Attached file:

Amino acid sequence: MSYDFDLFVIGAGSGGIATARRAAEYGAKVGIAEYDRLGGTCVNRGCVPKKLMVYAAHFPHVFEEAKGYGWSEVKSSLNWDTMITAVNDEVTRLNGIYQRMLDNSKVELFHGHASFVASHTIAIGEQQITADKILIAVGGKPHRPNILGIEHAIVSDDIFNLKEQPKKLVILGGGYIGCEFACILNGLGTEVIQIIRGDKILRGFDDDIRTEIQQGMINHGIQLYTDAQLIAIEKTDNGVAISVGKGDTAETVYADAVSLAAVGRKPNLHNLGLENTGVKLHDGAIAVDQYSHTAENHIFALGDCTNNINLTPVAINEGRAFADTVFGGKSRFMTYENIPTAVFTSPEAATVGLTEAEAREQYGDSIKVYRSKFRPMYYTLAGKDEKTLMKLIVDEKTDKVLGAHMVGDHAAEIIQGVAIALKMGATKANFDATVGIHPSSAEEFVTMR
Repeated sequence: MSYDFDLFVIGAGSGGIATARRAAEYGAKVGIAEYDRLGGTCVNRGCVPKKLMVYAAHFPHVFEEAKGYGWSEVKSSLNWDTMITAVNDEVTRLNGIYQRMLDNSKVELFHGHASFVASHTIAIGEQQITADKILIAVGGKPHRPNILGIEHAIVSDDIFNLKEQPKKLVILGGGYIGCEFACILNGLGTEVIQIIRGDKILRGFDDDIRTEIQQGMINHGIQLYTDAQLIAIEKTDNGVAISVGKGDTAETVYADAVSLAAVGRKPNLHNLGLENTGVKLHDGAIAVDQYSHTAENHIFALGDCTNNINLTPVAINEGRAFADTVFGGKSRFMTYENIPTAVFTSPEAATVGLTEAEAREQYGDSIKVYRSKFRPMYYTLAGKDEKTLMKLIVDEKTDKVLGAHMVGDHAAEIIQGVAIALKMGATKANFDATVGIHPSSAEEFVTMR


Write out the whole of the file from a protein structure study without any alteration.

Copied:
Amino acid sequence: MSYDFDLFVIGAGSGGIATARRAAEYGAKVGIAEYDRLGGTCVNRGCVPKKLMVYAAHFPHVFEEAKGYGWSEVKSSLNWDTMITAVNDEVTRLNGIYQRMLDNSKVELFHGHASFVASHTIAIGEQQITADKILIAVGGKPHRPNILGIEHAIVSDDIFNLKEQPKKLVILGGGYIGCEFACILNGLGTEVIQIIRGDKILRGFDDDIRTEIQQGMINHGIQLYTDAQLIAIEKTDNGVAISVGKGDTAETVYADAVSLAAVGRKPNLHNLGLENTGVKLHDGAIAVDQYSHTAENHIFALGDCTNNINLTPVAINEGRAFADTVFGGKSRFMTYENIPTAVFTSPEAATVGLTEAEAREQYGDSIKVYRSKFRPMYYTLAGKDEKTLMKLIVDEKTDKVLGAHMVGDHAAEIIQGVAIALKMGATKANFDATVGIHPSSAEEFVTMR
Repeated sequence: MSYDFDLFVIGAGSGGIATARRAAEYGAKVGIAEYDRLGGTCVNRGCVPKKLMVYAAHFPHVFEEAKGYGWSEVKSSLNWDTMITAVNDEVTRLNGIYQRMLDNSKVELFHGHASFVASHTIAIGEQQITADKILIAVGGKPHRPNILGIEHAIVSDDIFNLKEQPKKLVILGGGYIGCEFACILNGLGTEVIQIIRGDKILRGFDDDIRTEIQQGMINHGIQLYTDAQLIAIEKTDNGVAISVGKGDTAETVYADAVSLAAVGRKPNLHNLGLENTGVKLHDGAIAVDQYSHTAENHIFALGDCTNNINLTPVAINEGRAFADTVFGGKSRFMTYENIPTAVFTSPEAATVGLTEAEAREQYGDSIKVYRSKFRPMYYTLAGKDEKTLMKLIVDEKTDKVLGAHMVGDHAAEIIQGVAIALKMGATKANFDATVGIHPSSAEEFVTMR